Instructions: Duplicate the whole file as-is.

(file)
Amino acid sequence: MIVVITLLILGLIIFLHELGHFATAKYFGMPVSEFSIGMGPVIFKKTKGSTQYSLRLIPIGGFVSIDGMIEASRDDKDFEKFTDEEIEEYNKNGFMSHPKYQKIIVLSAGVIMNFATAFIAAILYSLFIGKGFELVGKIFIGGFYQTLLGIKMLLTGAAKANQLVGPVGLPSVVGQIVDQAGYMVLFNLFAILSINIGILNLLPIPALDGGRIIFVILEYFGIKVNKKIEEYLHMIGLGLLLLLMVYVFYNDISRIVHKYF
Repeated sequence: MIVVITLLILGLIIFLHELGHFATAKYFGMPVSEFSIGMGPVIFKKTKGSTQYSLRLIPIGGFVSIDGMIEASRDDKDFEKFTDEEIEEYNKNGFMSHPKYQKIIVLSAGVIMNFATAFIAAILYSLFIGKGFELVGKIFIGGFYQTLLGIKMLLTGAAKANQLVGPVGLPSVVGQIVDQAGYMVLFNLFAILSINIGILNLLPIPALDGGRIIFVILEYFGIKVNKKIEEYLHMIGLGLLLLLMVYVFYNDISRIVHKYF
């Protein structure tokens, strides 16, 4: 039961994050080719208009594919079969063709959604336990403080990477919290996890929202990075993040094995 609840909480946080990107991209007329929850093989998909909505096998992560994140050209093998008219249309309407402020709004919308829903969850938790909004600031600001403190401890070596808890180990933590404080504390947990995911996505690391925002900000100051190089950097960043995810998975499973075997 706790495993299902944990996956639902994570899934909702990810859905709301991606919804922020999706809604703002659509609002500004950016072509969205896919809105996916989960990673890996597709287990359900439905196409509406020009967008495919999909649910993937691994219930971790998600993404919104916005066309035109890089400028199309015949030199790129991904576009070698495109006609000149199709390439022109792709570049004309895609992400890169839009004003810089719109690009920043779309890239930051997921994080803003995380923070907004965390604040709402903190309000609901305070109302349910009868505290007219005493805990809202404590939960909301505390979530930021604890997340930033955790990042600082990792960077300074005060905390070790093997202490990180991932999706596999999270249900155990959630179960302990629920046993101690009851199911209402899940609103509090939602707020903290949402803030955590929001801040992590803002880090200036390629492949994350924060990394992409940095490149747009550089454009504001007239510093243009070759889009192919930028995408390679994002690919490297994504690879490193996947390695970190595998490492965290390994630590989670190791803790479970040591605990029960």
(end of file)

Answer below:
Amino acid sequence: MIVVITLLILGLIIFLHELGHFATAKYFGMPVSEFSIGMGPVIFKKTKGSTQYSLRLIPIGGFVSIDGMIEASRDDKDFEKFTDEEIEEYNKNGFMSHPKYQKIIVLSAGVIMNFATAFIAAILYSLFIGKGFELVGKIFIGGFYQTLLGIKMLLTGAAKANQLVGPVGLPSVVGQIVDQAGYMVLFNLFAILSINIGILNLLPIPALDGGRIIFVILEYFGIKVNKKIEEYLHMIGLGLLLLLMVYVFYNDISRIVHKYF
Repeated sequence: MIVVITLLILGLIIFLHELGHFATAKYFGMPVSEFSIGMGPVIFKKTKGSTQYSLRLIPIGGFVSIDGMIEASRDDKDFEKFTDEEIEEYNKNGFMSHPKYQKIIVLSAGVIMNFATAFIAAILYSLFIGKGFELVGKIFIGGFYQTLLGIKMLLTGAAKANQLVGPVGLPSVVGQIVDQAGYMVLFNLFAILSINIGILNLLPIPALDGGRIIFVILEYFGIKVNKKIEEYLHMIGLGLLLLLMVYVFYNDISRIVHKYF
């Protein structure tokens, strides 16, 4: 039961994050080719208009594919079969063709959604336990403080990477919290996890929202990075993040094995 609840909480946080990107991209007329929850093989998909909505096998992560994140050209093998008219249309309407402020709004919308829903969850938790909004600031600001403190401890070596808890180990933590404080504390947990995911996505690391925002900000100051190089950097960043995810998975499973075997 706790495993299902944990996956639902994570899934909702990810859905709301991606919804922020999706809604703002659509609002500004950016072509969205896919809105996916989960990673890996597709287990359900439905196409509406020009967008495919999909649910993937691994219930971790998600993404919104916005066309035109890089400028199309015949030199790129991904576009070698495109006609000149199709390439022109792709570049004309895609992400890169839009004003810089719109690009920043779309890239930051997921994080803003995380923070907004965390604040709402903190309000609901305070109302349910009868505290007219005493805990809202404590939960909301505390979530930021604890997340930033955790990042600082990792960077300074005060905390070790093997202490990180991932999706596999999270249900155990959630179960302990629920046993101690009851199911209402899940609103509090939602707020903290949402803030955590929001801040992590803002880090200036390629492949994350924060990394992409940095490149747009550089454009504001007239510093243009070759889009192919930028995408390679994002690919490297994504690879490193996947390695970190595998490492965290390994630590989670190791803790479970040591605990029960």